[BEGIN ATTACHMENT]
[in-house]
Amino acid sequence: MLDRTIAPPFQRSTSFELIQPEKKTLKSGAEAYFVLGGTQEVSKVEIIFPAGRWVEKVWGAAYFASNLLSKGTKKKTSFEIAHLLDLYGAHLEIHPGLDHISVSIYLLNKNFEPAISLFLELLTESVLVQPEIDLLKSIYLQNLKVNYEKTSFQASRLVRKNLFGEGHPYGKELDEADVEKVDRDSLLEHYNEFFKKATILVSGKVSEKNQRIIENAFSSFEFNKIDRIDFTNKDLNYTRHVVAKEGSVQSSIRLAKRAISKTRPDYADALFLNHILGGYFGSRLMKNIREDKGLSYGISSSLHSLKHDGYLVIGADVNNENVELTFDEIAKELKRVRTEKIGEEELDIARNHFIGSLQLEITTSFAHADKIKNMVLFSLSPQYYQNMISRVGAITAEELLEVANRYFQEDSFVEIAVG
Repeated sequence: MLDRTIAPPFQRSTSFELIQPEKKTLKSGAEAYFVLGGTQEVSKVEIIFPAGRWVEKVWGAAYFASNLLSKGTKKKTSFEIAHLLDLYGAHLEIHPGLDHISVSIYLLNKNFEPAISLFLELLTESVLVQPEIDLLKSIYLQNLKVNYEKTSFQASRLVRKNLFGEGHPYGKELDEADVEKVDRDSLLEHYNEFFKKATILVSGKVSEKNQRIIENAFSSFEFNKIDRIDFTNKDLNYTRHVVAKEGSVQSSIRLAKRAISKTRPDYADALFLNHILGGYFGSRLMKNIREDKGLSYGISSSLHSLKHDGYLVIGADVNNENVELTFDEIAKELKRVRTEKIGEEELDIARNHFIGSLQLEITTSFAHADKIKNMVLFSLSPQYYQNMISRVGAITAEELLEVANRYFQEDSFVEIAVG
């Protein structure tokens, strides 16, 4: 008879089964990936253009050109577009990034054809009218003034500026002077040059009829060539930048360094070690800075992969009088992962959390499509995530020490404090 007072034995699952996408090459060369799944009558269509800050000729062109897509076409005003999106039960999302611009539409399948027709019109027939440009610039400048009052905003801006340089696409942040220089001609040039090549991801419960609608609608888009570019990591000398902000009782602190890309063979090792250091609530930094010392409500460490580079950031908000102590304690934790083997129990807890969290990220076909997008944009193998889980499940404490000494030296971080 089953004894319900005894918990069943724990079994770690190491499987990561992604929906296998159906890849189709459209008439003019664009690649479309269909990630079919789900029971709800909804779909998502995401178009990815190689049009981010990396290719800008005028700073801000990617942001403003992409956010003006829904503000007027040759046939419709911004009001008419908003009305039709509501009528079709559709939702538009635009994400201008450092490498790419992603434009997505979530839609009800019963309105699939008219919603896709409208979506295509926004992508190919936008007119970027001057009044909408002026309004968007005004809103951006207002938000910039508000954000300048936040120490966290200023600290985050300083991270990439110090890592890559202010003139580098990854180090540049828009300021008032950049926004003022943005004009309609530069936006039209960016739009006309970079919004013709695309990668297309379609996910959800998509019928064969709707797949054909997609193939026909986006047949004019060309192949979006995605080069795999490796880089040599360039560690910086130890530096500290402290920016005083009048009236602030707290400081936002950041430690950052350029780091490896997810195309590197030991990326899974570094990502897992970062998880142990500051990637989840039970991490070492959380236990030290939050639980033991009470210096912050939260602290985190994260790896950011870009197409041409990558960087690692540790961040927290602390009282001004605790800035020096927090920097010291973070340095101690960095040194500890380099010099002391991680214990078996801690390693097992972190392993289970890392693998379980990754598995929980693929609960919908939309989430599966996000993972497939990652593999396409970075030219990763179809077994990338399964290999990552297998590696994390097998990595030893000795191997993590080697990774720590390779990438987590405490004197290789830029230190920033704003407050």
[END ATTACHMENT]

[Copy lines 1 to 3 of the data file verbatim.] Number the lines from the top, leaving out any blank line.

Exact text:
[in-house]
Amino acid sequence: MLDRTIAPPFQRSTSFELIQPEKKTLKSGAEAYFVLGGTQEVSKVEIIFPAGRWVEKVWGAAYFASNLLSKGTKKKTSFEIAHLLDLYGAHLEIHPGLDHISVSIYLLNKNFEPAISLFLELLTESVLVQPEIDLLKSIYLQNLKVNYEKTSFQASRLVRKNLFGEGHPYGKELDEADVEKVDRDSLLEHYNEFFKKATILVSGKVSEKNQRIIENAFSSFEFNKIDRIDFTNKDLNYTRHVVAKEGSVQSSIRLAKRAISKTRPDYADALFLNHILGGYFGSRLMKNIREDKGLSYGISSSLHSLKHDGYLVIGADVNNENVELTFDEIAKELKRVRTEKIGEEELDIARNHFIGSLQLEITTSFAHADKIKNMVLFSLSPQYYQNMISRVGAITAEELLEVANRYFQEDSFVEIAVG
Repeated sequence: MLDRTIAPPFQRSTSFELIQPEKKTLKSGAEAYFVLGGTQEVSKVEIIFPAGRWVEKVWGAAYFASNLLSKGTKKKTSFEIAHLLDLYGAHLEIHPGLDHISVSIYLLNKNFEPAISLFLELLTESVLVQPEIDLLKSIYLQNLKVNYEKTSFQASRLVRKNLFGEGHPYGKELDEADVEKVDRDSLLEHYNEFFKKATILVSGKVSEKNQRIIENAFSSFEFNKIDRIDFTNKDLNYTRHVVAKEGSVQSSIRLAKRAISKTRPDYADALFLNHILGGYFGSRLMKNIREDKGLSYGISSSLHSLKHDGYLVIGADVNNENVELTFDEIAKELKRVRTEKIGEEELDIARNHFIGSLQLEITTSFAHADKIKNMVLFSLSPQYYQNMISRVGAITAEELLEVANRYFQEDSFVEIAVG